The Chinese yuan dropped to its lowest level in a decade on Monday, August 5, amid the news of a shift in the U.S.-China trade war, as data on Bloomberg show.
Around 12:00 GMT, the onshore yuan dropped to 7.03 per U.S. dollar — its lowest level since 2008. At the same time, the offshore yuan plummeted to 7.1 per dollar.
The markets in Asia saw a significant response to the yuan’s drop. Key Asian indexes are in decline, with the Nikkei 225 losing 1.7% on the day; Hang Seng and Shanghai Composite are down 2.9% and 1.6%, respectively. Other Asian Pacific markets, such as Singapore and South Korea, are also in the red.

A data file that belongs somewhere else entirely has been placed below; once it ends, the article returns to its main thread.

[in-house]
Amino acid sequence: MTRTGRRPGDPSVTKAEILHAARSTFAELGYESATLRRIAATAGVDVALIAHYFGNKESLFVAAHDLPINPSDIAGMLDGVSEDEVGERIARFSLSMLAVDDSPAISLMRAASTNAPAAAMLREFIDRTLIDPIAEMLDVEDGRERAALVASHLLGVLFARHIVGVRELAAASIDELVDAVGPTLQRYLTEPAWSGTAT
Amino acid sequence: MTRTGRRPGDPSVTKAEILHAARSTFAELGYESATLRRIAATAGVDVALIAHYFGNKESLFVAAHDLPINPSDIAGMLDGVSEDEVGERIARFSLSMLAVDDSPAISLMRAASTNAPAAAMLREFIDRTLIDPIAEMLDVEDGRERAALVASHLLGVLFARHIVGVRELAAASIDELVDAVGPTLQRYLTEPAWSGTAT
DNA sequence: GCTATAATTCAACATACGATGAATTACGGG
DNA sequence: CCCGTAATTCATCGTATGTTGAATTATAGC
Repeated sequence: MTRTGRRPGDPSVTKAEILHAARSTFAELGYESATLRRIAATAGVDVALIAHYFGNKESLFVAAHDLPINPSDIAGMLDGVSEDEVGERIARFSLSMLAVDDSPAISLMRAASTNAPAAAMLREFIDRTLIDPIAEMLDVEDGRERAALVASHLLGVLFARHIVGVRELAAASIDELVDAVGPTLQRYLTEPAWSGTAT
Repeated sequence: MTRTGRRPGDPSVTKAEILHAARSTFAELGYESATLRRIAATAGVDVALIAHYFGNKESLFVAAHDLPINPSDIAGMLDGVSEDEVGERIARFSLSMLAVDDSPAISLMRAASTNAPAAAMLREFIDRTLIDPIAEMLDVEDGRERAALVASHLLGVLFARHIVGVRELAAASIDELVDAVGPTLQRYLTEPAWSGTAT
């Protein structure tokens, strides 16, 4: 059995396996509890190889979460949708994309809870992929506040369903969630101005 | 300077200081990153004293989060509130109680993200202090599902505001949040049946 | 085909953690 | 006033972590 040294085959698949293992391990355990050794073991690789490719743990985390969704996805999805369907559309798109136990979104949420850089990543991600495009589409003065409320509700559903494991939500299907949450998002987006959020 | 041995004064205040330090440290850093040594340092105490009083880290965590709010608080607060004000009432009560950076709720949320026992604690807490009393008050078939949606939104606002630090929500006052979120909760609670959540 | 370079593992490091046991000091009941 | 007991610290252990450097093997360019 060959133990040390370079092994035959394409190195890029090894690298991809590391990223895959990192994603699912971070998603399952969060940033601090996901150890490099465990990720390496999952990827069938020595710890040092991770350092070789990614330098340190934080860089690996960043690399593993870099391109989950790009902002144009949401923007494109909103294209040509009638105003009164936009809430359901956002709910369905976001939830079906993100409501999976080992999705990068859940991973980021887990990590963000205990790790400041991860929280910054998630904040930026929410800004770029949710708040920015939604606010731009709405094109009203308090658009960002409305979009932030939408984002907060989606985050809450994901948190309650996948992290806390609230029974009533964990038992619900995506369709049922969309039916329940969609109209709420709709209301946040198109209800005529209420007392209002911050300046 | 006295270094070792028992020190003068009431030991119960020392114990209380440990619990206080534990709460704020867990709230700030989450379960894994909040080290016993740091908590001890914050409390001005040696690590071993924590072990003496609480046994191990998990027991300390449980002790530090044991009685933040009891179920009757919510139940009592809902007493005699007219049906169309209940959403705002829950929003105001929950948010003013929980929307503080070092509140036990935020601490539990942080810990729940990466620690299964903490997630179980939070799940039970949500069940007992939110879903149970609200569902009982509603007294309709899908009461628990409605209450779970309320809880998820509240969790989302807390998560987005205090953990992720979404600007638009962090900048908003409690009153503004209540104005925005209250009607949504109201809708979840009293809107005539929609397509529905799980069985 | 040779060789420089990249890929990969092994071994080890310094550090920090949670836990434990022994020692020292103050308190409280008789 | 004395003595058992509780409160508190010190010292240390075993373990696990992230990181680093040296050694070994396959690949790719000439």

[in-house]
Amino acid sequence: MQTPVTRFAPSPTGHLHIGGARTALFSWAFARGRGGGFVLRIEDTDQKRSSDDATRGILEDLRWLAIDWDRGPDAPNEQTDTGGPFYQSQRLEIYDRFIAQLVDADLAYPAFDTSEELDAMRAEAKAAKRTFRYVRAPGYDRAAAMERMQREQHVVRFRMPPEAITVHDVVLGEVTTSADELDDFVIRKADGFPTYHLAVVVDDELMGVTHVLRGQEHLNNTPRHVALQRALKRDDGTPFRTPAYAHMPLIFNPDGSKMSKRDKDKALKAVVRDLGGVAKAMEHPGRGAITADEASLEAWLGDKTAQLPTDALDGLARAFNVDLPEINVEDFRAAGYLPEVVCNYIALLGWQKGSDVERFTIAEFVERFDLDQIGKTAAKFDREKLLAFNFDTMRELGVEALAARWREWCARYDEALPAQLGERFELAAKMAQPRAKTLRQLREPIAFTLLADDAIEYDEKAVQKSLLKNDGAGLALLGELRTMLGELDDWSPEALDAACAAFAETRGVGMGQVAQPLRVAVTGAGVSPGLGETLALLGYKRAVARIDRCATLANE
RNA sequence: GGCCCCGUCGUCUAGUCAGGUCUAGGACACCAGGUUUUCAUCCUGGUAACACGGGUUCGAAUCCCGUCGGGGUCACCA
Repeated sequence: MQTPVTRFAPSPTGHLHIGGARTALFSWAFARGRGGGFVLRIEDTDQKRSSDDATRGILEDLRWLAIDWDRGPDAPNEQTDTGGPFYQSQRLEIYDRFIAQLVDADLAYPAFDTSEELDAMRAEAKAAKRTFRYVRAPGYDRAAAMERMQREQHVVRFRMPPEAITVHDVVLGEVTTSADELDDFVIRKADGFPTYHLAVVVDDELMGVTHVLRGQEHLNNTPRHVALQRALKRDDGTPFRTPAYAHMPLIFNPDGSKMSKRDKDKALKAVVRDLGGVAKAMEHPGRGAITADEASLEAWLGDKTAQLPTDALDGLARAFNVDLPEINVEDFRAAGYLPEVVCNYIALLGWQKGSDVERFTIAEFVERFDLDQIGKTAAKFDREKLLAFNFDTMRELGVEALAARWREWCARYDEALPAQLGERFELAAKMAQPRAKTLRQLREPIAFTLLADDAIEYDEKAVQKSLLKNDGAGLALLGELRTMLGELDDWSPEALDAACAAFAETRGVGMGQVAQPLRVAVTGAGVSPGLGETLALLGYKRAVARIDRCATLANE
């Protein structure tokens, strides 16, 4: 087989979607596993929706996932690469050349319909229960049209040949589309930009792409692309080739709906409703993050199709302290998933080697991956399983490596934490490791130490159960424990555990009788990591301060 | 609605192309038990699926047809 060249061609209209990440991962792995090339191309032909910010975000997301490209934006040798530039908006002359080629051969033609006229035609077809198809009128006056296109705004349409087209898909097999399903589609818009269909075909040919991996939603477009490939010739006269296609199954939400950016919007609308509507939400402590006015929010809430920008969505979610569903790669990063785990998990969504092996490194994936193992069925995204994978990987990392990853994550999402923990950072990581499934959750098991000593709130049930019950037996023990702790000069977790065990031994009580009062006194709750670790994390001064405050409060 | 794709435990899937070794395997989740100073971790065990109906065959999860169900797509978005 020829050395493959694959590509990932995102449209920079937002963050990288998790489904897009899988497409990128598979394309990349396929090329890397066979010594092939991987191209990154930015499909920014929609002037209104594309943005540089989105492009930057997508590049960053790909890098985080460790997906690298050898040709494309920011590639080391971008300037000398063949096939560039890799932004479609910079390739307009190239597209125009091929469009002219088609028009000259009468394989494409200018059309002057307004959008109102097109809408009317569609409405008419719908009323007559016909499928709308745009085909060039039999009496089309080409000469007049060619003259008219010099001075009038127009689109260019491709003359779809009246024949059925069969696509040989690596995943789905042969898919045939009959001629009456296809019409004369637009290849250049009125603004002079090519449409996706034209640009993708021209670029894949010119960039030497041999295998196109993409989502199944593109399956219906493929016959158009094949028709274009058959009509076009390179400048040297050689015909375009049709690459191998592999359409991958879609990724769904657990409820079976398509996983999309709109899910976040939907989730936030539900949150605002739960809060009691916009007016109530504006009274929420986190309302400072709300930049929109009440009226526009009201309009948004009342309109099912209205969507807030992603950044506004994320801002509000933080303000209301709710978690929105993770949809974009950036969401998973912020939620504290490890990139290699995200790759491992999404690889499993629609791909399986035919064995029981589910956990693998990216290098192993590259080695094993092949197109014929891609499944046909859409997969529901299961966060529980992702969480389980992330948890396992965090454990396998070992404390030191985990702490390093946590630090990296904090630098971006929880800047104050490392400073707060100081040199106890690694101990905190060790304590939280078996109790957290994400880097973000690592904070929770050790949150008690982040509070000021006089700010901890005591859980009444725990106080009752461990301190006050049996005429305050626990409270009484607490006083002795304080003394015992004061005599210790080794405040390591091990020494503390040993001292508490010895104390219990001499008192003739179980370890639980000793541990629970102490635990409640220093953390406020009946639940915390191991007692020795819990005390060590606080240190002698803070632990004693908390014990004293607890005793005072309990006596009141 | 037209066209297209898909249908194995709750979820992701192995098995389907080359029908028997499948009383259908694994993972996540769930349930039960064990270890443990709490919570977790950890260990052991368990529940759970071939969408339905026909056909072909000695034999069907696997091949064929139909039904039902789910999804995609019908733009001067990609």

The Chinese yuan reached its historical high of 1.53 against the dollar in January of 1981, while the all-time low of 8.73 was registered in January of 1994.
The drop comes several days after the U.S. President Donald Trump announced new tariffs on $300 billion worth of Chinese exports, as the negotiations with the officials in Beijing were reportedly deadlocked. Starting September 1, all $660 billion worth of goods that are exported from China to the U.S. will be subject to increased tariffs.
The trade war between the two countries started in early 2018, when Trump directed the U.S. trade representative to impose 25% tariffs on $50 billion worth of Chinese goods. Beijing later responded by imposing increased tariffs on 128 U.S. goods. As of June 2019, China was raising tariffs for the U.S., while gradually lowering them for other countries.